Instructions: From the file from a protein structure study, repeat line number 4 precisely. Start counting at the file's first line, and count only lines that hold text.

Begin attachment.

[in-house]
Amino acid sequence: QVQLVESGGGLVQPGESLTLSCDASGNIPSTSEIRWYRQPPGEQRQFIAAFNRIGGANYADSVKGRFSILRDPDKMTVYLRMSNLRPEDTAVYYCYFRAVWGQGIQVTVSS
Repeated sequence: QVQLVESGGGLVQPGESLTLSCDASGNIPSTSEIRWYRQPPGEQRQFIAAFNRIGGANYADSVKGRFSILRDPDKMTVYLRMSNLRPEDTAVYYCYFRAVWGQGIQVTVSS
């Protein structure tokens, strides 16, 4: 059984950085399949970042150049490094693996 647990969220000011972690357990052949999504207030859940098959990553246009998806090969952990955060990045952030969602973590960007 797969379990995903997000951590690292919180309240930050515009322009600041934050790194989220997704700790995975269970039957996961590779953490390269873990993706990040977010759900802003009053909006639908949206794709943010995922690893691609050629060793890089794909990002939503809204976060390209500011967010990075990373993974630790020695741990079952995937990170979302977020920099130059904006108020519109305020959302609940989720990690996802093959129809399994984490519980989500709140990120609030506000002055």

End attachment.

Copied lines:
């Protein structure tokens, strides 16, 4: 059984950085399949970042150049490094693996 647990969220000011972690357990052949999504207030859940098959990553246009998806090969952990955060990045952030969602973590960007 797969379990995903997000951590690292919180309240930050515009322009600041934050790194989220997704700790995975269970039957996961590779953490390269873990993706990040977010759900802003009053909006639908949206794709943010995922690893691609050629060793890089794909990002939503809204976060390209500011967010990075990373993974630790020695741990079952995937990170979302977020920099130059904006108020519109305020959302609940989720990690996802093959129809399994984490519980989500709140990120609030506000002055």